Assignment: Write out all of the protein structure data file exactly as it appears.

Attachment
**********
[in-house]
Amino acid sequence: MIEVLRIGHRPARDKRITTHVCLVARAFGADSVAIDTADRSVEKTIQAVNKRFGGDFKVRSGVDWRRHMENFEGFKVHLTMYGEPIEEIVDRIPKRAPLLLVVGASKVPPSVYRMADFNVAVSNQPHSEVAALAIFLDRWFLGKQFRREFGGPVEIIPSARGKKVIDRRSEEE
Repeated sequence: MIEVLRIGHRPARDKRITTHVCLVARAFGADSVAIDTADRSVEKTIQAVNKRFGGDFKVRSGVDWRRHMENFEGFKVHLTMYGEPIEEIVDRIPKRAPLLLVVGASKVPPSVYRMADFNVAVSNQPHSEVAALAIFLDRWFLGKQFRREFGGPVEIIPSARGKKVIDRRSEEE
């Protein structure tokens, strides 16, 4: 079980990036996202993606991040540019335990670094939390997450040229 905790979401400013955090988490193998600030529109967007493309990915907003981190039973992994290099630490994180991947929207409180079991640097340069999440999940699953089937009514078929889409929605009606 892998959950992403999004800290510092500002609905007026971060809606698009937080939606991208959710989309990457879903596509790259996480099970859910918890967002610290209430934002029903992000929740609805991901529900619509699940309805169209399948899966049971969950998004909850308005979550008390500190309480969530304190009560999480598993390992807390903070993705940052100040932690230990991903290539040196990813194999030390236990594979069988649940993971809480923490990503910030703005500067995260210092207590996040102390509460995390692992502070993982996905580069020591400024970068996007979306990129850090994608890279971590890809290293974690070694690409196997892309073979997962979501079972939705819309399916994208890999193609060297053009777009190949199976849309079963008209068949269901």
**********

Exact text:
[in-house]
Amino acid sequence: MIEVLRIGHRPARDKRITTHVCLVARAFGADSVAIDTADRSVEKTIQAVNKRFGGDFKVRSGVDWRRHMENFEGFKVHLTMYGEPIEEIVDRIPKRAPLLLVVGASKVPPSVYRMADFNVAVSNQPHSEVAALAIFLDRWFLGKQFRREFGGPVEIIPSARGKKVIDRRSEEE
Repeated sequence: MIEVLRIGHRPARDKRITTHVCLVARAFGADSVAIDTADRSVEKTIQAVNKRFGGDFKVRSGVDWRRHMENFEGFKVHLTMYGEPIEEIVDRIPKRAPLLLVVGASKVPPSVYRMADFNVAVSNQPHSEVAALAIFLDRWFLGKQFRREFGGPVEIIPSARGKKVIDRRSEEE
């Protein structure tokens, strides 16, 4: 079980990036996202993606991040540019335990670094939390997450040229 905790979401400013955090988490193998600030529109967007493309990915907003981190039973992994290099630490994180991947929207409180079991640097340069999440999940699953089937009514078929889409929605009606 892998959950992403999004800290510092500002609905007026971060809606698009937080939606991208959710989309990457879903596509790259996480099970859910918890967002610290209430934002029903992000929740609805991901529900619509699940309805169209399948899966049971969950998004909850308005979550008390500190309480969530304190009560999480598993390992807390903070993705940052100040932690230990991903290539040196990813194999030390236990594979069988649940993971809480923490990503910030703005500067995260210092207590996040102390509460995390692992502070993982996905580069020591400024970068996007979306990129850090994608890279971590890809290293974690070694690409196997892309073979997962979501079972939705819309399916994208890999193609060297053009777009190949199976849309079963008209068949269901």